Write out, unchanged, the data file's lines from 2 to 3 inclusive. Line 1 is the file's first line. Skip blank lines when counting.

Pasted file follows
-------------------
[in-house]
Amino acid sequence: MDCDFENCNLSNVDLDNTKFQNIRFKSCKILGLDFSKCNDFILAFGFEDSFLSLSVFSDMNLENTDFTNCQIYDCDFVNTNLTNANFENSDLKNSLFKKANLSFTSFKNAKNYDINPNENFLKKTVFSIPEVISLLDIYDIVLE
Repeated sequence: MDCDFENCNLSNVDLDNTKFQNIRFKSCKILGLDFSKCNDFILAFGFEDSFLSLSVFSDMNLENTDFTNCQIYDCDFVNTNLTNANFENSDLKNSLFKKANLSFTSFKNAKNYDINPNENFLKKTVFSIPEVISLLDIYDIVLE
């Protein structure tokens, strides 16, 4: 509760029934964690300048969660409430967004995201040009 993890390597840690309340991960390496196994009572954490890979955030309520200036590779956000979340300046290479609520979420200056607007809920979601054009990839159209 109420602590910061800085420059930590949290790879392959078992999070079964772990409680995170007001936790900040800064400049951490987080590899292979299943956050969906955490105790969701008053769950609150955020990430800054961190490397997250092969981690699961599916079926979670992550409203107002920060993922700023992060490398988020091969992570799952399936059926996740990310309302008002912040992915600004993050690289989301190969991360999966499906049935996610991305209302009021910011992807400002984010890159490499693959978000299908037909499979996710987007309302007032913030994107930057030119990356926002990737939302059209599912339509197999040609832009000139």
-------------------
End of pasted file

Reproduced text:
Amino acid sequence: MDCDFENCNLSNVDLDNTKFQNIRFKSCKILGLDFSKCNDFILAFGFEDSFLSLSVFSDMNLENTDFTNCQIYDCDFVNTNLTNANFENSDLKNSLFKKANLSFTSFKNAKNYDINPNENFLKKTVFSIPEVISLLDIYDIVLE
Repeated sequence: MDCDFENCNLSNVDLDNTKFQNIRFKSCKILGLDFSKCNDFILAFGFEDSFLSLSVFSDMNLENTDFTNCQIYDCDFVNTNLTNANFENSDLKNSLFKKANLSFTSFKNAKNYDINPNENFLKKTVFSIPEVISLLDIYDIVLE